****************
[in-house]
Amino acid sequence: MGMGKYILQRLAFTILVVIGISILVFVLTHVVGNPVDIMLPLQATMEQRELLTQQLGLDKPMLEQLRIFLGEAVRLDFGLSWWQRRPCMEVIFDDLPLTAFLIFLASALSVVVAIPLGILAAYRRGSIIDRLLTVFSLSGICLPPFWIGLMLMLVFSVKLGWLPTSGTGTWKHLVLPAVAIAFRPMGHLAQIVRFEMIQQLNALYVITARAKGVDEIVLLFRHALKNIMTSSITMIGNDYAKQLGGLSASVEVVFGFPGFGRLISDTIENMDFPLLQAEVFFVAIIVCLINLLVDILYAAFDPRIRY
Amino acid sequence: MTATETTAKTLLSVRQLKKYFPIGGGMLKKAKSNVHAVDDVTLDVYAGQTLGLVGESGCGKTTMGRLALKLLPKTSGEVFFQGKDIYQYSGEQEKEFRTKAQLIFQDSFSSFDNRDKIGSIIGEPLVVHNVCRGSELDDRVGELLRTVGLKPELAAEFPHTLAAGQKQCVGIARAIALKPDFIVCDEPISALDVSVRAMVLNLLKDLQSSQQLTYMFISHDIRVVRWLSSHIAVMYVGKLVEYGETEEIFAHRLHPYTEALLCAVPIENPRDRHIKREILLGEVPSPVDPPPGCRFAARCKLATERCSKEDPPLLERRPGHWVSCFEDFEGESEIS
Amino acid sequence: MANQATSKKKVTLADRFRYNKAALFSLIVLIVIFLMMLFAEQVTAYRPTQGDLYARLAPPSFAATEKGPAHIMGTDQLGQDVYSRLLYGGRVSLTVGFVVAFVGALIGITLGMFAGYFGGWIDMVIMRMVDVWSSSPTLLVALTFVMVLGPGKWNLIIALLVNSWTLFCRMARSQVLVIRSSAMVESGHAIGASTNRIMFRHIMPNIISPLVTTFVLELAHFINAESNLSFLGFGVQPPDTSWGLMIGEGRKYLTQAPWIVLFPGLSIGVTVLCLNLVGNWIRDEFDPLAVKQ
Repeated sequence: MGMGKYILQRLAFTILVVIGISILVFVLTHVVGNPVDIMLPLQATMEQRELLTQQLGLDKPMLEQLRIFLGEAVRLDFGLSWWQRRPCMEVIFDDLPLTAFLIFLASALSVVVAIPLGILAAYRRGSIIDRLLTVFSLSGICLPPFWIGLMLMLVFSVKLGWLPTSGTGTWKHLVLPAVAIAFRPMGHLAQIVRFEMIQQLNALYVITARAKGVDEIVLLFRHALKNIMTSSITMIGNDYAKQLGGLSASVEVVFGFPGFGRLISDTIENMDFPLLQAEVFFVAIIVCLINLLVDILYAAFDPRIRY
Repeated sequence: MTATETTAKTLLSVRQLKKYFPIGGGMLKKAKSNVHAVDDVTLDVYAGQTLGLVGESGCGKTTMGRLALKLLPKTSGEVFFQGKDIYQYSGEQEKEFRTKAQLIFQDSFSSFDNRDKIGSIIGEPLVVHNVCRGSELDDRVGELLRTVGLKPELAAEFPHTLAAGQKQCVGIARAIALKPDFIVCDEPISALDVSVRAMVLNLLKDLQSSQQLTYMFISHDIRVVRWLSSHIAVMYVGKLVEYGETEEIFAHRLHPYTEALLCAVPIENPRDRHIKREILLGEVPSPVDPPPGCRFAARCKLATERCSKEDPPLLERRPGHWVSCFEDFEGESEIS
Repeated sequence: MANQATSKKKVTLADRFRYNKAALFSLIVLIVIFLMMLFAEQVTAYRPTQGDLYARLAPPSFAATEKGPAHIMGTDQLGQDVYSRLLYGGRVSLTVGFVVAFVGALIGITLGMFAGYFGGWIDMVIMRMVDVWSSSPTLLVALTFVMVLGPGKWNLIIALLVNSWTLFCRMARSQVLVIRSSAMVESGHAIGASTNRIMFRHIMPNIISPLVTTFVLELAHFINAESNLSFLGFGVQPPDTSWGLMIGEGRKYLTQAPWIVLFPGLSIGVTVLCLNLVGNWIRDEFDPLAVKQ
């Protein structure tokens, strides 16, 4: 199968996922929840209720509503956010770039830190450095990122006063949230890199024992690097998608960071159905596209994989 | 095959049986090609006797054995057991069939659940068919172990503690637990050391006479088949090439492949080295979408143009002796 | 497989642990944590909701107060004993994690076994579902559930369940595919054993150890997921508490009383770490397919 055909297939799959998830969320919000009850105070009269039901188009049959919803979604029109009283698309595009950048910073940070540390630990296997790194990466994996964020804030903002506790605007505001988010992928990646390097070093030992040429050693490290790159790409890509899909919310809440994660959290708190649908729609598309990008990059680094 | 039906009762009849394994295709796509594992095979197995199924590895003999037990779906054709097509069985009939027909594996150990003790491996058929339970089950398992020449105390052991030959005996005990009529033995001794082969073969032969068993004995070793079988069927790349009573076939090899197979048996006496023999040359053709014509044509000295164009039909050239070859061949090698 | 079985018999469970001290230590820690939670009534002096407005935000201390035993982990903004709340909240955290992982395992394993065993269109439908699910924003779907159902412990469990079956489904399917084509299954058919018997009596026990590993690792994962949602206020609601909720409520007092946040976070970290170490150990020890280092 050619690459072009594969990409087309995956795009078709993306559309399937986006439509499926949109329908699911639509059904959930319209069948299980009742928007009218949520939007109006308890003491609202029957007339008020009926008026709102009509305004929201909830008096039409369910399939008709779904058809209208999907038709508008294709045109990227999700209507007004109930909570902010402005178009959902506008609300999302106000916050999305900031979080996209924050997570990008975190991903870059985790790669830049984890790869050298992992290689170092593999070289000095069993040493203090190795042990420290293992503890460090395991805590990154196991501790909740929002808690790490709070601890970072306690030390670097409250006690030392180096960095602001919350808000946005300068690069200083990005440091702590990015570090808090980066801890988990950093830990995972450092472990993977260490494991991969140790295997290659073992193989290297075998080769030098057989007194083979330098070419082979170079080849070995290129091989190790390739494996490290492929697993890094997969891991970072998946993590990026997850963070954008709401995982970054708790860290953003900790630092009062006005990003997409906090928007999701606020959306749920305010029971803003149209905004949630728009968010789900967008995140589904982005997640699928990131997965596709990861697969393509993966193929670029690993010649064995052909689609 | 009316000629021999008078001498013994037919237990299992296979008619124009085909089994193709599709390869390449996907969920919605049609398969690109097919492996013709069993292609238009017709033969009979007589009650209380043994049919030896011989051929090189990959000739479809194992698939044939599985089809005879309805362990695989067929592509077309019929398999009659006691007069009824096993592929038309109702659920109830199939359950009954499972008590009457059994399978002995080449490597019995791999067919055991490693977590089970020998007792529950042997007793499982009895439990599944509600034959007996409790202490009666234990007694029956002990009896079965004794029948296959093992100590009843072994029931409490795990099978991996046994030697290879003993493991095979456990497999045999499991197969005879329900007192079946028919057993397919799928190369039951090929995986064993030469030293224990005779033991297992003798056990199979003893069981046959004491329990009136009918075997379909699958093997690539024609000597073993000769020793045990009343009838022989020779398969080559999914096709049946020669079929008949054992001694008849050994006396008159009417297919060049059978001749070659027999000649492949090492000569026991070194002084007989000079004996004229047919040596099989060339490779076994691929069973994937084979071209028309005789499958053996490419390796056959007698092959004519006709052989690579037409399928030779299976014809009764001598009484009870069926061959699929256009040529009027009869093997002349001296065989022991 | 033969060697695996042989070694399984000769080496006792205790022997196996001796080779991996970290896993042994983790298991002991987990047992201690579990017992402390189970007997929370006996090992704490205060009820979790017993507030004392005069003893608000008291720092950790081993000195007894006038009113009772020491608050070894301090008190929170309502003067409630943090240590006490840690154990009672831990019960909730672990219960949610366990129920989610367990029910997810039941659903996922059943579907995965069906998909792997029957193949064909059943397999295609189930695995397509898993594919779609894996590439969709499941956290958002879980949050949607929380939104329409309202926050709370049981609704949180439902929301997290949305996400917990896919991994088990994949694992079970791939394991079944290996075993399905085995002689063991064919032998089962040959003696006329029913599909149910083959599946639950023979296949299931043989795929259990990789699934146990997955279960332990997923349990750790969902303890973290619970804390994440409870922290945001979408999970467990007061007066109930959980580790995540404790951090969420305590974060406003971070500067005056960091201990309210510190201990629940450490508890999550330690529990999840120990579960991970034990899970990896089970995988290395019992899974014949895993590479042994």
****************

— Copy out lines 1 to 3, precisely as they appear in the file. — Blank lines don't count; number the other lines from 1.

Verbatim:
[in-house]
Amino acid sequence: MGMGKYILQRLAFTILVVIGISILVFVLTHVVGNPVDIMLPLQATMEQRELLTQQLGLDKPMLEQLRIFLGEAVRLDFGLSWWQRRPCMEVIFDDLPLTAFLIFLASALSVVVAIPLGILAAYRRGSIIDRLLTVFSLSGICLPPFWIGLMLMLVFSVKLGWLPTSGTGTWKHLVLPAVAIAFRPMGHLAQIVRFEMIQQLNALYVITARAKGVDEIVLLFRHALKNIMTSSITMIGNDYAKQLGGLSASVEVVFGFPGFGRLISDTIENMDFPLLQAEVFFVAIIVCLINLLVDILYAAFDPRIRY
Amino acid sequence: MTATETTAKTLLSVRQLKKYFPIGGGMLKKAKSNVHAVDDVTLDVYAGQTLGLVGESGCGKTTMGRLALKLLPKTSGEVFFQGKDIYQYSGEQEKEFRTKAQLIFQDSFSSFDNRDKIGSIIGEPLVVHNVCRGSELDDRVGELLRTVGLKPELAAEFPHTLAAGQKQCVGIARAIALKPDFIVCDEPISALDVSVRAMVLNLLKDLQSSQQLTYMFISHDIRVVRWLSSHIAVMYVGKLVEYGETEEIFAHRLHPYTEALLCAVPIENPRDRHIKREILLGEVPSPVDPPPGCRFAARCKLATERCSKEDPPLLERRPGHWVSCFEDFEGESEIS